Love The One You’re With

February 12th, 2009 by | Tags: , ,

Issue number 17 of Green Arrow And Black Canary has me once again wondering what to do with a story that is going in a decent direction, but not going in the direction you want it to.

In the past, when Cassandra Cain became a completely different character, for example, I simply lost interest.  This isn’t quite the same. 

I had hoped that the new Arrow book would yield a group of characters who were like the Bats, but with a sense of fun.  Mia’s life was getting good.  Connor was fairly cheerful for an ex-monk.  Ollie and Dinah seemed to be getting along.  I wanted a big, chaotic, adventure-loving family.  That is not what I got.  Mia and Connor are out of the picture for the foreseeable future.  Ollie is getting darker and ‘on edge.’   Even Dinah seems subdued.

At the same time, the world that Andrew Kreisberg is writing is shaping up very well.  We’ve got two villains who are each obsessed with half of the supercouple.  We’ve got a burgeoning professional relationship between a police lieutenant and Ollie.  Dinah and Ollie, despite occasionally arguing, are getting along well and not falling into that ‘constantly fighting over some damn stupid thing’ trap that fictional couples often settle into as soon as they get married.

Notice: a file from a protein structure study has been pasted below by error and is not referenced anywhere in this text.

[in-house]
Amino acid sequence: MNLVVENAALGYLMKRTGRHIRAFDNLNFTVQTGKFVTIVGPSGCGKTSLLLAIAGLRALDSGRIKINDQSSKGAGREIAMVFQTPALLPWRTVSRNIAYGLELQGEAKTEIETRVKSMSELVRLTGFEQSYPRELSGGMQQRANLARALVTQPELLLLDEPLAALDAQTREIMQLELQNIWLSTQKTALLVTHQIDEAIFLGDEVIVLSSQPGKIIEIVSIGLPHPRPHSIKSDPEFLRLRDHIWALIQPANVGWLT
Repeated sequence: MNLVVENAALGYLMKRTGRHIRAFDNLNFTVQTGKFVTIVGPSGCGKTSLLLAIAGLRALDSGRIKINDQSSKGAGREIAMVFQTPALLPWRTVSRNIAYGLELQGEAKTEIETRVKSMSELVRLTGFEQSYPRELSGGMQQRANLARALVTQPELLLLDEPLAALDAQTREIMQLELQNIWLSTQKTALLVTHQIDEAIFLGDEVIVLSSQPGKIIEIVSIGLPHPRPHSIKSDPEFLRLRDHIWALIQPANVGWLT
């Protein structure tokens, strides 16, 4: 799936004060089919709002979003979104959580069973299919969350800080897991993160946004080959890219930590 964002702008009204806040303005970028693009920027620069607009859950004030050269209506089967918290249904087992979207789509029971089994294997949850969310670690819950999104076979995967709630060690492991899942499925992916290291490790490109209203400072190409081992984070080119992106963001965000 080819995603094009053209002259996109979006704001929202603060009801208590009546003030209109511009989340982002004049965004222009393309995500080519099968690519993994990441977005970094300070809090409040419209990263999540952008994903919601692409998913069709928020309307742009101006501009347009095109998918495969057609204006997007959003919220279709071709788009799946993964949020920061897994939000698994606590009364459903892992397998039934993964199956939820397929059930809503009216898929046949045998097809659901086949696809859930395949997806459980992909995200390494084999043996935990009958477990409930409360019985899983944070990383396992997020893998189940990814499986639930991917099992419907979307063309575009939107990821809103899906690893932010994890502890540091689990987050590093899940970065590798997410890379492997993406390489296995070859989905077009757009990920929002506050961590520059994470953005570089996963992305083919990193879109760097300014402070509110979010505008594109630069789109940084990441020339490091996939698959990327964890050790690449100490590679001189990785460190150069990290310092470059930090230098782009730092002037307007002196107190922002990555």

It’s not the comic I was hoping for, but it’s a good comic. 

So, the question remains:  What happens when you couldn’t be with the comic you love, but you could love the one you’re with?  Are there any comics that really didn’t turn out the way you were hoping them to, but with which you could reconcile your differences and grow to love?

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2 comments to “Love The One You’re With”

  1. 52 was that way for me. I was hoping for a comic that bounced around the DC universe telling stories a couple of issues long. It could have covered lots of different characters and told stories that usually took a half a year to come out in just two months. Maybe having a common thread (or threat) eventually tying things together in the end.

    I guess I’m still waiting for that weekly comic.

  2. @Andy: I’m told that the writers had started off wanting to do that, but had ended up becoming invested in the stories about the minor characters. So what they had envisioned as Ralph traveling through the universe witnessing other people’s stories became one long story about him.